The director of the White House’s security office is reportedly recovering from Covid-19 after a difficult three-month hospitalization which involved the amputation of his right foot and lower leg, one of the most horrific cases to emerge out of a wave of infections that has swept through the White House.
The White House is shown as the sun sets on December 9, 2020 in Washington, DC.
Bloomberg first reported the news of Crede Bailey’s sustained illness on Monday afternoon; the White House press office told Forbes it would not comment.
According to Bloomberg, Bailey, who contracted the virus in September, was hospitalized for three months and is now at a rehabilitation center where he will be fitted with a prosthetic leg.
Multiple outlets previously reported that Bailey was in critical condition, though it was only learned Monday that his battle against the virus claimed the big toe on his left foot, his entire right foot, and his lower leg, as told to Bloomberg by a friend, Dawn McCrobie.
McCrobie launched a GoFundMe page in mid-November to help raise money to pay off Bailey’s “staggering” medical bills.
“Let me say that Crede will NOT be happy I’ve done this as he is a proud man who is the first to help everyone else but would never ask for help himself,” says the fundraising page, adding that the “reality” is Bailey has a “long road ahead in rehab before he can go home.”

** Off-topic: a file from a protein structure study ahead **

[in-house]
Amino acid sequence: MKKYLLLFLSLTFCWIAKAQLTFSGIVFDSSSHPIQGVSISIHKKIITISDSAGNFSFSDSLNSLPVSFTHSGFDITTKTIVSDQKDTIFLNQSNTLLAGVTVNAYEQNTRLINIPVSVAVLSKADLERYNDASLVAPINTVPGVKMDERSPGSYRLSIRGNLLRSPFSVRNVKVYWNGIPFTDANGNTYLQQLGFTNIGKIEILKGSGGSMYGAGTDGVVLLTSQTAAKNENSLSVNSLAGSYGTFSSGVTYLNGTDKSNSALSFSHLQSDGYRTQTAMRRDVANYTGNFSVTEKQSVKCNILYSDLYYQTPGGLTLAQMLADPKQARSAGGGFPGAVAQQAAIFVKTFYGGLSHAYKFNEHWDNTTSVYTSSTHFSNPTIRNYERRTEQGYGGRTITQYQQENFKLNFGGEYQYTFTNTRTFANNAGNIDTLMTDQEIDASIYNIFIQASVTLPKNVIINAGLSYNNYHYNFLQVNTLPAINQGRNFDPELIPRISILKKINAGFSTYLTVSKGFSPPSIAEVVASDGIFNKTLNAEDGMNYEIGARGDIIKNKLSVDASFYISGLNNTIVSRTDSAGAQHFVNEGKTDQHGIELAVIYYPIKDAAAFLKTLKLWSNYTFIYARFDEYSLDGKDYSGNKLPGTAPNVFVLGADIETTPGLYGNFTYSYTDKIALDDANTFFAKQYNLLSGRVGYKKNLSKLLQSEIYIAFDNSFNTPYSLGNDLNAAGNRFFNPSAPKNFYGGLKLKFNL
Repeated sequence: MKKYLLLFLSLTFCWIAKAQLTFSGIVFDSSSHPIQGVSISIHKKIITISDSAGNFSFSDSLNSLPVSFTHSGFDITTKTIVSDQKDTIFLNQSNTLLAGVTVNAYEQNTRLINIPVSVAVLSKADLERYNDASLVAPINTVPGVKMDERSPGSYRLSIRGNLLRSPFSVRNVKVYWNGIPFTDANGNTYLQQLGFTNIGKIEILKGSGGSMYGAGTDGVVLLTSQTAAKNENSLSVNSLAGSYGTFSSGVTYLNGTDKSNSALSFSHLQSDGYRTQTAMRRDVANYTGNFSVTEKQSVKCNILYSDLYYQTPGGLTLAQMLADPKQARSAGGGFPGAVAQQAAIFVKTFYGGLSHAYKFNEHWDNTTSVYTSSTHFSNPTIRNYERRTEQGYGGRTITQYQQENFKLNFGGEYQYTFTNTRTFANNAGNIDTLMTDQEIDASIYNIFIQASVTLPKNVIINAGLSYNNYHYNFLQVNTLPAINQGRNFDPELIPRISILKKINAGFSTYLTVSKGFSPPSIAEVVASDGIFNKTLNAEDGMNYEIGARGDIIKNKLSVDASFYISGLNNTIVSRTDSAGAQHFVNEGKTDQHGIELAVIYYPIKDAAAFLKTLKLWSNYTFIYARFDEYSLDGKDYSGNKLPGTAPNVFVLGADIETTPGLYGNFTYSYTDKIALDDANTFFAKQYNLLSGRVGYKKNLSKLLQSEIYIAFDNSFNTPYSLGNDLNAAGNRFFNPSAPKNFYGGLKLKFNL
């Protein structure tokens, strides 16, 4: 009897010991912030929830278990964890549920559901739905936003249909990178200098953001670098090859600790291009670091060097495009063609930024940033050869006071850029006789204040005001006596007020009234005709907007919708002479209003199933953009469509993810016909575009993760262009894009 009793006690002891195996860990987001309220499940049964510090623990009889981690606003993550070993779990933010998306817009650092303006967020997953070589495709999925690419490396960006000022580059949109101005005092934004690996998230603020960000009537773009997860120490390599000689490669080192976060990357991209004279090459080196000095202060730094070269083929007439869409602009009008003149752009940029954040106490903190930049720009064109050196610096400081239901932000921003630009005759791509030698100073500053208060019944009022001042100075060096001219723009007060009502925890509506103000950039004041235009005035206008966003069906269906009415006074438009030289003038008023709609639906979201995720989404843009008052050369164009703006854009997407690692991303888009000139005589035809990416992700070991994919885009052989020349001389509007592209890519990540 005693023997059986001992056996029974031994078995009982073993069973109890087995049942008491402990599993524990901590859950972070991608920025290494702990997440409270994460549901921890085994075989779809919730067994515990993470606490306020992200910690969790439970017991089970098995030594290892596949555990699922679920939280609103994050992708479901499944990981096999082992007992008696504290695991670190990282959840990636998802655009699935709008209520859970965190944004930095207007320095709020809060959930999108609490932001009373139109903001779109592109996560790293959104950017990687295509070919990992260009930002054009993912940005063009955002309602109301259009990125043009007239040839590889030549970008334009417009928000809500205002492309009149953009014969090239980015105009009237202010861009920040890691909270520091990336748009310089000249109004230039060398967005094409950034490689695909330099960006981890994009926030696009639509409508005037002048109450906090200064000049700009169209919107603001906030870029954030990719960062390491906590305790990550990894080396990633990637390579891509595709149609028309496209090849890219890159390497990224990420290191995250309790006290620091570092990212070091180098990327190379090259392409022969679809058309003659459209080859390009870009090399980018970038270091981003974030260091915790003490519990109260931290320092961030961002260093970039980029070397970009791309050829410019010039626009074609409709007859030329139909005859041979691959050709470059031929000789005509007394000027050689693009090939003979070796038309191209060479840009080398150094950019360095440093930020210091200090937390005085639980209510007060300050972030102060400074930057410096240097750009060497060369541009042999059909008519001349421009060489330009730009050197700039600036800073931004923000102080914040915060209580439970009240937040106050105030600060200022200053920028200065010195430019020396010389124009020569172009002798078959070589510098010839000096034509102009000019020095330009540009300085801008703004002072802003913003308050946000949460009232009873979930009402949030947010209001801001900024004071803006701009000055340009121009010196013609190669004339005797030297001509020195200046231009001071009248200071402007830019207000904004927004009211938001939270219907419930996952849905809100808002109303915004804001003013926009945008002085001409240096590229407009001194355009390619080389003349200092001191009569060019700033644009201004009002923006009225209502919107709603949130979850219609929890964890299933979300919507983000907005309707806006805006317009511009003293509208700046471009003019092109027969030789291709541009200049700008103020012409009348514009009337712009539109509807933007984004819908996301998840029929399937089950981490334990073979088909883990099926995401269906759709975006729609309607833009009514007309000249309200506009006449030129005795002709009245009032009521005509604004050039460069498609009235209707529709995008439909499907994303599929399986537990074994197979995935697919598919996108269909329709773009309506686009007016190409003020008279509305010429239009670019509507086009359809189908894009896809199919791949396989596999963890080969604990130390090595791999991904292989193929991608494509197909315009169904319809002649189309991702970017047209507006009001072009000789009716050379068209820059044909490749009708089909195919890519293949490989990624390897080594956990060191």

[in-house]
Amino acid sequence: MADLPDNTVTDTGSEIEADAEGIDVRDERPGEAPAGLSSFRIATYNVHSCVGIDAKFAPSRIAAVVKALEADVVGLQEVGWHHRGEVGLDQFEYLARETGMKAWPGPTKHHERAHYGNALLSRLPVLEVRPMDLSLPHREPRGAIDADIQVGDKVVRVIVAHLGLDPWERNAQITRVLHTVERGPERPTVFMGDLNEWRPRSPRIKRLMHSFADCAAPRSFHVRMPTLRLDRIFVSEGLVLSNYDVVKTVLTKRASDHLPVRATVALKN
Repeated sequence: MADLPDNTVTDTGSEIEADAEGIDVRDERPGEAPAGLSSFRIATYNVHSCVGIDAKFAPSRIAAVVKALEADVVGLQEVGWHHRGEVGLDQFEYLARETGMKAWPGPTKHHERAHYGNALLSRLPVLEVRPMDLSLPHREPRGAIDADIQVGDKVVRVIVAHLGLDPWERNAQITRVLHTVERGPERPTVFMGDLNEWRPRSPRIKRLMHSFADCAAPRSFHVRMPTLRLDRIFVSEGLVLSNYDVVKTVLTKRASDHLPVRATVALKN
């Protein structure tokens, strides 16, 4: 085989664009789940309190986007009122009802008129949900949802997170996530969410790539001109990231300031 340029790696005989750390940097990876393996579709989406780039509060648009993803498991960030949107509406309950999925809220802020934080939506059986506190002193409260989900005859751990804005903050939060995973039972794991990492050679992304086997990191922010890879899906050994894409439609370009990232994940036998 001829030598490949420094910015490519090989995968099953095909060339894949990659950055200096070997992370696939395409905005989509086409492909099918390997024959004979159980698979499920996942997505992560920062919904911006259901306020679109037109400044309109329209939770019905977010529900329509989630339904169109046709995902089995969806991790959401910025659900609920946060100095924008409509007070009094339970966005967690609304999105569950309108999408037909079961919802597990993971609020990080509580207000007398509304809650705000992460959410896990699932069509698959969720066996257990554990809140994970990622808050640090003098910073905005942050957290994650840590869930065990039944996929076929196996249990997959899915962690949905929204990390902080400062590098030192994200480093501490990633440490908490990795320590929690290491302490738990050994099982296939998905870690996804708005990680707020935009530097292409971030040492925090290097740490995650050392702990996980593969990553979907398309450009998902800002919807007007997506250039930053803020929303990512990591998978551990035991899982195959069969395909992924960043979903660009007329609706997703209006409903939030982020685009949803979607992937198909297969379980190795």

The Trump campaign did not respond to questions from Forbes about whether President Trump has—or plans to—contribute to the fundraiser, which has raised $35,842 of its $50,000 goal to date, with the highest donation so far at $1,000.
Though it’s not known where Bailey picked up the virus, he is one of a number of people in and around the White House to test positive for Covid-19. Bloomberg reported that Bailey, who has been the White House’s chief security officer since June 2018, came down with Covid-19 over the Labor Day weekend—before the Sept. 26 nomination ceremony for Supreme Court Justice Amy Coney Barrett, which is thought to have led to a wave of infections in the capitol. President Trump—and many of his allies—have routinely flouted guidelines to reduce the spread of the disease, with the president joking about and underplaying his own illness in October, for which he was hospitalized at the Walter Reed National Military Medical Center in Maryland. The president and other high-profile figures who have contracted the disease have benefited from access to treatment options unavailable to the general public when they do fall sick, including experimental drugs like Regeneron’s antibody cocktail and remdesivir, which at the time they were administered to Trump were not approved by the Food and Drug Administration.
Trump’s personal attorney Rudy Giuliani was criticized recently for touting his “celebrity” status as means to access better treatment options. “Sometimes when you’re a celebrity, they’re worried,” said Giuliani during a radio interview after leaving the hospital last week. “If something happens to you, they’re going to examine it more carefully and do everything right.”
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